On a cool night in June, a crowd has gathered at Music Hall of Williamsburg to witness a holy matrimony. We've been instructed to dress in proper wedding attire; a few attendees comply, wearing vintage wedding dresses, flower crowns, and boutonnieres pinned to their suits. Tiny electric candles litter the stage. When The Bride finally appears onstage, dressed in a floor-length, red polyester gown and black veil, her eyes painted with bright, baby blue eye shadow, the crowd goes wild. "Welcome to my Williamsburg wedding!" Natasha Khan says, giggling as she adjusts her veil.
"The Bride" is the protagonist of Khan's album of the same name, her fourth as Bat For Lashes — a 13-song concept record about a woman whose groom is tragically killed in a car crash right before they are to be wed. A spooky collection of Morricone-influenced rock and baroque pop songs, The Bride is a work of gothic horror filtered through the lens of '60s psychedelia and road-trip movies like Wild at Heart and The Doom Generation. In one light, it's a contemporary parable about a woman finding self-love and independence; in another, it's a trippy ghost story, with Khan's Bride finally driving off onto a dark highway, alone in her honeymoon car.
Khan, who studied music and visual arts in college, has long paired her fairy tale–filled songwriting with equally striking imagery. When the onetime primary school teacher made her recording debut in 2006 with Fur and Gold, she performed in feathery headdresses and flashy face paint, poised to be Kate Bush 2.0. For her last Bat For Lashes record, 2012's The Haunted Man, Khan stripped away the glitter quite literally, posing on the album's Ryan McGinley–shot cover wearing nothing except the draped body of a naked man.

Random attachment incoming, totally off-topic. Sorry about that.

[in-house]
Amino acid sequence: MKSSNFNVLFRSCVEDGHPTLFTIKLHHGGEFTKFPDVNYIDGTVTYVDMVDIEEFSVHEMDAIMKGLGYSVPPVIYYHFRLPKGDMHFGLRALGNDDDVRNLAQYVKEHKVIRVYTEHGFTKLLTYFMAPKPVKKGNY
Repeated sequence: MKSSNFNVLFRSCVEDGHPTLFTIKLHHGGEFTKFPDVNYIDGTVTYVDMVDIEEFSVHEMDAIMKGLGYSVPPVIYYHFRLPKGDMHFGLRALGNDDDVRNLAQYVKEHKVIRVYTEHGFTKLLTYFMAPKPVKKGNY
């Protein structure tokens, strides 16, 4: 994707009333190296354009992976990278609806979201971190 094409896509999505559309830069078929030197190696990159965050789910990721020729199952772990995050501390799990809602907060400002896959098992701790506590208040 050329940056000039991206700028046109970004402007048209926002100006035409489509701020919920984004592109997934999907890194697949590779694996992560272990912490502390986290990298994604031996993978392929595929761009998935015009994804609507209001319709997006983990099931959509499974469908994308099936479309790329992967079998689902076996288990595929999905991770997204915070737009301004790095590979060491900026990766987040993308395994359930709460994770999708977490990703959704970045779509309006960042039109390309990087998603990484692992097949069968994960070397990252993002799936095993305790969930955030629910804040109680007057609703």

Khan says that the character of The Bride first came to her while she was exploring an interest in writing for film. Looking ahead to the conclusion of her four-album record deal, she began to teach herself screenwriting, taking classes in London and opening her house to actors for a "John Cassavetes–style" month of improv filming. "These past couple of years, I have been anticipating the freedom of being able to move into other media," Khan tells me, sitting on the couch at her label's New York office a few days after her Williamsburg wedding. "I knew I wanted to direct a film. I was getting really excited — but I [realized] I don't have anything under my belt, and people won't take me seriously."
As Khan brainstormed potential script ideas with her friend, artist Neil Krug, they exchanged striking photographs by artists they both admired: Man Ray, Maya Deren — the sort of "weird '60s sexual psychedelic cult-type imagery" they both were drawn to, she says. In the crowd of witchy photos, one stood out. "He sent me this incredible image of a bride in a veil, probably from the 1950s, and she was crying. She looked so disturbed, and I was like —" Khan gasps. "[I said], ‘The next thing I do is going to be called The Bride!’"
She wrote the character's story in mind for a film, which would go on to become the short "I Do" for the anthology film Madly, and the eventual concept album. "The arc of a character to me is most interesting when it's intercepted by something that prevents that character from fulfilling their role," Khan says. "I thought, if a bride doesn't have a groom, how will she go on her honeymoon? Will she have to go on her own, and who will she fall in love with — herself?"